A Brief History of Summerhall
One of the first known occupants of the Summerhall site was a family run brewery first established in the 1710s. The first brewer at Summerhall was Robert McClellan. The well and stone rubble sandstone boundary wall at the northern end of the Small Animal Hospital are all that remains of the old brewery however Summerhall’s brewing heritage continues and we now have our very own microbrewer, Andrew Barnett, who makes the famous ‘Barney’s Beer’ a popular serve in the city’s bars and pubs including Summerhall’s Royal Dick Bar.
Replacing the original row of terraced houses and shops, Summerhall’s main building and wings to the rear courtyard were purpose built for The University of Edinburgh Veterinary College between 1913-1925. On July 21st 1914 a memorial stone and time capsule were laid underneath the grand entrance steps, (can you guess which stone it is?). The sandstone mason work around the front door was originally intended as decorative carving. Work ceased on the outbreak of the First World War as young men volunteered to join the armed services and there was a shortage of building labour. One of our most beautifully preserved rooms is the Anatomy Lecture Theatre with its wooden, curved, tiered seating and vaulted sky light. It is the last surviving example of this type of lecture theatre at veterinary colleges in the United Kingdom.
Where the Tech Cube now stands, at the corner of Summerhall and Hope Park Terrace, was originally occupied by the Hope Park United Presbyterian Church designed by legendary Edinburgh architects Peddie and Mackay and opened for worship in September 1867 complete with landmark church spire, which could be viewed for miles around. Our Hope Park Church Galleries too originally had a religious purpose being the former Hope Park and Buccleuch Congregational Church, built in 1876 and designed to seat 730 worshippers.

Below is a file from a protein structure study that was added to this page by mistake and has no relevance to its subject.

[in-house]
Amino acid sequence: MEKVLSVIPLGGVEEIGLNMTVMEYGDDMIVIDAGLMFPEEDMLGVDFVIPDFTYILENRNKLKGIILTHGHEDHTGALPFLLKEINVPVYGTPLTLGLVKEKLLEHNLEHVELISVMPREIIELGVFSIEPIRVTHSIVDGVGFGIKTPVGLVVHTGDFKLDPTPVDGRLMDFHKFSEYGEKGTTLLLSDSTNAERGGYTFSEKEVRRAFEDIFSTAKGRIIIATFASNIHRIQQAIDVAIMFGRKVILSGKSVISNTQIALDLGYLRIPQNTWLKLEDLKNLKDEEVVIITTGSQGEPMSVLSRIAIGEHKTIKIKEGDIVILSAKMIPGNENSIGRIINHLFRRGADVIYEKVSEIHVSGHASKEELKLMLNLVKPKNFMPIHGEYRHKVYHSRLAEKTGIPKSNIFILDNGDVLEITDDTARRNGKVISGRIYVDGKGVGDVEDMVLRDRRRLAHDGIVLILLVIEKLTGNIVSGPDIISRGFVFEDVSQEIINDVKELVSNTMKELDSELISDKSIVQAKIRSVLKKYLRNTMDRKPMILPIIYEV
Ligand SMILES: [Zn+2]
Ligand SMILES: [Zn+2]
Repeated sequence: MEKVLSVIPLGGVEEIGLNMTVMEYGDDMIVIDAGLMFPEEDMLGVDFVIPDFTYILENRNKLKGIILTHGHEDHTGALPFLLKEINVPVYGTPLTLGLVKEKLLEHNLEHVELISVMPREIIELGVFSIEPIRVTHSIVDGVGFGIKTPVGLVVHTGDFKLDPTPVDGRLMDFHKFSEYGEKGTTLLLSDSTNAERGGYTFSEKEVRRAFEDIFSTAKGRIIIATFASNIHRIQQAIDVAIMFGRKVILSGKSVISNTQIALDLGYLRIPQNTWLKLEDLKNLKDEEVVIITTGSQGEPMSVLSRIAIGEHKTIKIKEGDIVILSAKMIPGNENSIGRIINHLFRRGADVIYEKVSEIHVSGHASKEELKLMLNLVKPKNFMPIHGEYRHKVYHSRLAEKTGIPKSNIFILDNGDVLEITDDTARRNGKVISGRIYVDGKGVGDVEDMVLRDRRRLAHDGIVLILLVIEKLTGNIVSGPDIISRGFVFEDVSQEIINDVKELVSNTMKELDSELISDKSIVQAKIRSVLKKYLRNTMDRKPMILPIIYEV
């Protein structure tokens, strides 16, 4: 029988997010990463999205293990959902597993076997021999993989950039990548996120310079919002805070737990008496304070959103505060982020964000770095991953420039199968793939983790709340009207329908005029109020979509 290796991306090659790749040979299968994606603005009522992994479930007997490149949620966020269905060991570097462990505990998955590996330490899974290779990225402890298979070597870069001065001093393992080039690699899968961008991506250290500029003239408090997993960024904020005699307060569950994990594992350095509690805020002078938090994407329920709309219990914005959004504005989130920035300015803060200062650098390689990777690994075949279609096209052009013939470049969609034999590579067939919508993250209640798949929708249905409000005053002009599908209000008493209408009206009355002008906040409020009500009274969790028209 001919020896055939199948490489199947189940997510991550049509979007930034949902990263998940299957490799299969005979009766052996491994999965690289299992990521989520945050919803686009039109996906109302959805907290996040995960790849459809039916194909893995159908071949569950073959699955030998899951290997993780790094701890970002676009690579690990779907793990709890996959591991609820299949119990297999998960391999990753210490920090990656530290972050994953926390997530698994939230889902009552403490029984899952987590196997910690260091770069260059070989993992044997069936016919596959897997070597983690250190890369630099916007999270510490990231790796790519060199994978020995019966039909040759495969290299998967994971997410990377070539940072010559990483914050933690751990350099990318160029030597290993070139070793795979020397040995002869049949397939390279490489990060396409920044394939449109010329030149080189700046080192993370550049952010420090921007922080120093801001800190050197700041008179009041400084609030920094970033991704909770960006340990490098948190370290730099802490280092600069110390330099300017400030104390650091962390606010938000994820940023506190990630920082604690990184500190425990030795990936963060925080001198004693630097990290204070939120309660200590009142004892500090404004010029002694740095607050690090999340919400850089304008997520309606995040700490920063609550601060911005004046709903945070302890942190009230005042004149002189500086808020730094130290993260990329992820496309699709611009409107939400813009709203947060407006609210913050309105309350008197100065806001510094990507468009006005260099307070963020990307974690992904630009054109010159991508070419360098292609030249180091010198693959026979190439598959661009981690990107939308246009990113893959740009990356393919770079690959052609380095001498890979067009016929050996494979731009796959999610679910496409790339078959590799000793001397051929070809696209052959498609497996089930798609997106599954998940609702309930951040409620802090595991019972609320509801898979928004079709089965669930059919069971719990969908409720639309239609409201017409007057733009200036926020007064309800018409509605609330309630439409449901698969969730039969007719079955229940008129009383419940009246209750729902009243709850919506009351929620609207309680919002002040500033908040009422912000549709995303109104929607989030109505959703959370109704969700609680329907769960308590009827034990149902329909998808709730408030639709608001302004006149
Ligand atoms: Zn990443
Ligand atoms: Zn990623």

From 1916 until 2011 The Royal (Dick) School of Veterinary Studies, affectionately known to all as the Dick Vet, was located at Summerhall. The School was founded by William Dick in 1823 and moved here from Clyde Street in north Edinburgh. The building then boasted the College’s iconic sculpture of a recumbent horse, understood to have been carved by A. Wallace.
Notable alumni of the Dick Vet include Andrew Smith, founder of Ontario Veterinary College, Canada – the oldest veterinary college in the Americas, Jotello Festiri Soga (graduated 1886) the first South African veterinary surgeon, Donald Sinclair (graduated 1933) portrayed as Siegfried Farnon in Alf Wight’s novels and, of course, in ‘All Creatures Great and Small’, and finally, John Boyd Dunlop (graduated 1859) inventor of the first practical pneumatic tyre and founder of the Dunlop Rubber Company.
When The Royal (Dick) School of Veterinary Studies relocated to a new campus, at Easter Bush seven miles south of the city of Edinburgh, the intriguing space that Summerhall occupies faced an uncertain future. In January 2011 it was acquired by the McDowell family and is now being cultivated as a hub for the arts and all things creative.
University of Edinburgh The Royal (Dick) Veterinary College, Summerhall Heritage Report, May 2011, Andrew P. K. Wright